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Fiction for real
Activity 5

Fiction for real

Text A
“Times Dystopian Novels Predicted Real Life Events” Laura Allan,, 2016.

Real people sometimes come home, hop into a chair, and then watch television shows all about the lives of other real, sometimes deplorable people. This is entertainment now. We just sit, watch other people’s lives, and ignore our own for a bit. Sound familiar? If you read Fahrenheit 451, you sure bet it does! You see, in this novel, everyone watches something called “The family”. Basically, several walls of your home are screens that show the family and their trivial little problems [...]. Bradbury predicted this kind of escapism TV back in 1953, before any of the current Kardashians were even born (that lucky man).

“Times Dystopian Novels Predicted Real Life Events” Laura Allan,, 2016.
Text B
“An Episode From Netflix’s ‘Black Mirror’ Uses Creepy Technology That May Become a Reality in China”, Lenyon Whitaker, Metro USA, 2018.

Although the Black Mirror Nosedive episode is purely fiction, the way it showed how some people become obsessed with personal ratings in everyday life may have predicted the future in China and their social credit system. People may soon become more obsessed with their credit scores when there are other factors involved that go beyond paying bills on time.

“An Episode From Netflix’s ‘Black Mirror’ Uses Creepy Technology That May Become a Reality in China”, Lenyon Whitaker, Metro USA, 2018.
Text C
“Can you police by machine?”,, 2019.

Liberty has warned that the growing use of predictive crime mapping by British police forces poses a threat to citizens’ rights and freedoms. [...]

Among the warnings set out in the report are concern that police algorithms: entrench pre-existing discrimination; increase the risk of “automation bias”; and lack transparency. [...]

Last year, Kent Police quietly scrapped a five-year pilot project that trialled computer software designed to predict and prevent crime1. Technology developed by US firm Predpol involved machine learning algorithms that were able to predict when and where a crime might take place by processing data from records on previous criminal activity. While it has been used by the Los Angeles Police Department since 2011, it was the first time the technology was deployed in England and Wales.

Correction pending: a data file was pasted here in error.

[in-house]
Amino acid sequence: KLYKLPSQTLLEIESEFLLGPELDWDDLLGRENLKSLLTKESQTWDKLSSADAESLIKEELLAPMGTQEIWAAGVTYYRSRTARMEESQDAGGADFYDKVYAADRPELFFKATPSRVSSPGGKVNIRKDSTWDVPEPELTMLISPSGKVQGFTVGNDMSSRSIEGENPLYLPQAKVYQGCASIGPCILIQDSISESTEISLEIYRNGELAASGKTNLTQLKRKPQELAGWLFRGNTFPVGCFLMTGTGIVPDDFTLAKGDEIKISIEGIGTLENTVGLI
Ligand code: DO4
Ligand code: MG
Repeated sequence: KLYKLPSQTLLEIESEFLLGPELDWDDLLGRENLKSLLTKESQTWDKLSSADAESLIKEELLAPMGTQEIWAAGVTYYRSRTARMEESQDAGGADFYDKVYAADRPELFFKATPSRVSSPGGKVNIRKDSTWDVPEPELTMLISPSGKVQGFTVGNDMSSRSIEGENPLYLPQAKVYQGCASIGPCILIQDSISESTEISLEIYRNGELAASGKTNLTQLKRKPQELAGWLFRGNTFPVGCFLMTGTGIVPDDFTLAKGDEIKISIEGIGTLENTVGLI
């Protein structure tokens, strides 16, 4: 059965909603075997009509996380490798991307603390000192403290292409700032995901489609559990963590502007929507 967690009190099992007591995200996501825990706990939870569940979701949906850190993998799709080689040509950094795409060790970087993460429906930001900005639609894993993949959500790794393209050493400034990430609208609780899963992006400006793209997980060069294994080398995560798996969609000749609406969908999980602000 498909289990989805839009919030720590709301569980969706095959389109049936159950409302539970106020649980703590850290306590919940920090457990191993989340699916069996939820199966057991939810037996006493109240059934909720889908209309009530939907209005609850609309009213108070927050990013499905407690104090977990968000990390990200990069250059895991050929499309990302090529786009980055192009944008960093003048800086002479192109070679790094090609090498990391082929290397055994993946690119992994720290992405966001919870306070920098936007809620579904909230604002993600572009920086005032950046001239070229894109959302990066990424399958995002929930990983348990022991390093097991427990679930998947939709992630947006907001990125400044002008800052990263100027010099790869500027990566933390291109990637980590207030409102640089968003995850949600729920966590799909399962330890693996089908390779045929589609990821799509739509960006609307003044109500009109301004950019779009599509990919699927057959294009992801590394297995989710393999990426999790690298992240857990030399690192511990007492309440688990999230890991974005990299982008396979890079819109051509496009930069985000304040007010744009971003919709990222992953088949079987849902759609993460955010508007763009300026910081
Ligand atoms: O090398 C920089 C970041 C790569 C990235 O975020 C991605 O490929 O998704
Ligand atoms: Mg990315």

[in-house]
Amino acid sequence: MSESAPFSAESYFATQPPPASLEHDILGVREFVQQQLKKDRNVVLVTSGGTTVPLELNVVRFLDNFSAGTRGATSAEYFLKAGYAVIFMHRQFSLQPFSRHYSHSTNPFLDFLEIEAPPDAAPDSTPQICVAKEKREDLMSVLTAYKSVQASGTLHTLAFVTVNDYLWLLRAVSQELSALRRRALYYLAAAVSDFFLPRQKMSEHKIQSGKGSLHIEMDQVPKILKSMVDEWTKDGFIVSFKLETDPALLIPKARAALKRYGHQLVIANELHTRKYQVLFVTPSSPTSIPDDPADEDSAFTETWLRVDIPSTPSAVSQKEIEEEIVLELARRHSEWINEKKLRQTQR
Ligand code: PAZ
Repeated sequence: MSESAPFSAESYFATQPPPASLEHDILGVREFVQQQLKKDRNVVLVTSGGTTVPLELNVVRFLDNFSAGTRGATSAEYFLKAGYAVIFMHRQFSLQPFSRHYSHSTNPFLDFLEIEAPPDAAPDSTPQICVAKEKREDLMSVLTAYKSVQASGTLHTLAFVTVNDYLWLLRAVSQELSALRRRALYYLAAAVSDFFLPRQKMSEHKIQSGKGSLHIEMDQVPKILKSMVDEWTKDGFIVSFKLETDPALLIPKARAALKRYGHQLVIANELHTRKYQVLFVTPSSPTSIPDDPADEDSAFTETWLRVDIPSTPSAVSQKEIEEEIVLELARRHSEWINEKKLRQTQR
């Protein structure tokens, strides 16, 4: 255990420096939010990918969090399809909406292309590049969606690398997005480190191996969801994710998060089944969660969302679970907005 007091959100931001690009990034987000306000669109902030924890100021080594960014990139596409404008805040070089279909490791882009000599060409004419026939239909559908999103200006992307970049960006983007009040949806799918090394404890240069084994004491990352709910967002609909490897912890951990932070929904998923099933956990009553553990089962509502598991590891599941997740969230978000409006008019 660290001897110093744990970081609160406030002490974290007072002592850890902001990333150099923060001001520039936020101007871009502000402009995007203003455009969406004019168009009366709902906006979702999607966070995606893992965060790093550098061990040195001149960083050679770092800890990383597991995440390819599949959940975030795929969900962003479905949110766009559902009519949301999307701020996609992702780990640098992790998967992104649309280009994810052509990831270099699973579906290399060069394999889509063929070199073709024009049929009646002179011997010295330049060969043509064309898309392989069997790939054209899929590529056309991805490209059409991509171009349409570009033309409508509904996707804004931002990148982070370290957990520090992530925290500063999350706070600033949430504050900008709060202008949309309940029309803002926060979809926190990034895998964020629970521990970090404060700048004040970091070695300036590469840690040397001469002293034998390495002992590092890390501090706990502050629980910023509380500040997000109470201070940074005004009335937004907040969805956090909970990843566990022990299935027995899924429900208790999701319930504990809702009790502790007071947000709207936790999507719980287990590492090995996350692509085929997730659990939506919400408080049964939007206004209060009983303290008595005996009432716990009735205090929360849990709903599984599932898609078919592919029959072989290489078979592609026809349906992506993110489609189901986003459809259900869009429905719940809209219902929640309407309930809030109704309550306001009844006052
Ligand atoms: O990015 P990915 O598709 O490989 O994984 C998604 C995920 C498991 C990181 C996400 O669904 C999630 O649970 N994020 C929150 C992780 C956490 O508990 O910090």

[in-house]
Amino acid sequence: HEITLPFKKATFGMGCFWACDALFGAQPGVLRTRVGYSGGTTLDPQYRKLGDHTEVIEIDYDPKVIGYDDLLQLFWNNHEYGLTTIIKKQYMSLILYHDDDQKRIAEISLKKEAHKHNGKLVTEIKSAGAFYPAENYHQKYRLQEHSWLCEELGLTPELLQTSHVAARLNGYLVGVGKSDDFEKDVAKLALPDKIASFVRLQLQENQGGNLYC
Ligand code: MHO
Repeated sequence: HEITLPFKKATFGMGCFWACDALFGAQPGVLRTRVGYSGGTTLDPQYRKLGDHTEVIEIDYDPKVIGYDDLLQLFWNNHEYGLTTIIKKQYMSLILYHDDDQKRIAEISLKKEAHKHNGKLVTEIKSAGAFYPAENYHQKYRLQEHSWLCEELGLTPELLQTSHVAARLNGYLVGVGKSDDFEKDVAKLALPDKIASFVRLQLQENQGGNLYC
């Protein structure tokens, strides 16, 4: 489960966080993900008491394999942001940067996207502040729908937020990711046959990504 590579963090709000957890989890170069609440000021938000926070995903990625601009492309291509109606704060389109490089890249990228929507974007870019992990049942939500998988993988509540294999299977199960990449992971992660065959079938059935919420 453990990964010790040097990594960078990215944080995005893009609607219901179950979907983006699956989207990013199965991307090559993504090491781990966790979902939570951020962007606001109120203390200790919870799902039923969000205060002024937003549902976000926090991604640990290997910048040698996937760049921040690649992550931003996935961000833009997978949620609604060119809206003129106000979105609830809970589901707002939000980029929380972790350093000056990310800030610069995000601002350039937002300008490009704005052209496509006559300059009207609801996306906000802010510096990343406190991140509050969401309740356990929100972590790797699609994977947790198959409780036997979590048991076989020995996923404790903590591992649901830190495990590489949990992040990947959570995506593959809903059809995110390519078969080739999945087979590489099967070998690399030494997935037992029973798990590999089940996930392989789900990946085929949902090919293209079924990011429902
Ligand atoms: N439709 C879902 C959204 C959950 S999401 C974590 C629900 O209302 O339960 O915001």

It “had a good record of predicting where crimes are likely to take place”, John Phillips, a superintendent at Kent Police, told the Financial Times. But he added: “What is more challenging is to show that we have been able to reduce crime with that information.”

“Can you police by machine?”,, 2019.
1. as in Minority Report, by Steven Spielberg, 2002
Voir les réponses

You are in charge of one text.

Workbook p. 89

Be ready to briefly present it.
a. Identify the technological danger evoked.

b. How could it affect the world we live in?

Useful vocabulary:
The text exposes…
This is an excerpt / extract from...
When the author mentions…, he / she means...

Let's talk this out!

Voir les réponses

Share your findings with your classmates and learn about the other texts.

What are the common points and differences between your texts?

Which is the scariest technological danger? Discuss.

Useful vocabulary:
You cannot ignore…
This is by far the scariest because…
The danger that scares me most is…
I’m adamant about… I have no doubt…
It will have drastic consequences if…
What could be worse than… is...

Over to you!

I have a rebuttal!

Let’s use what you have learnt in and / or !

As a Harvard student taking the Emerging Technologies and Ethics class, you participate in a debate on the benefits and drawbacks of new technologies. Prepare five arguments in favour and five against them. Oppose your classmates’ arguments online!.

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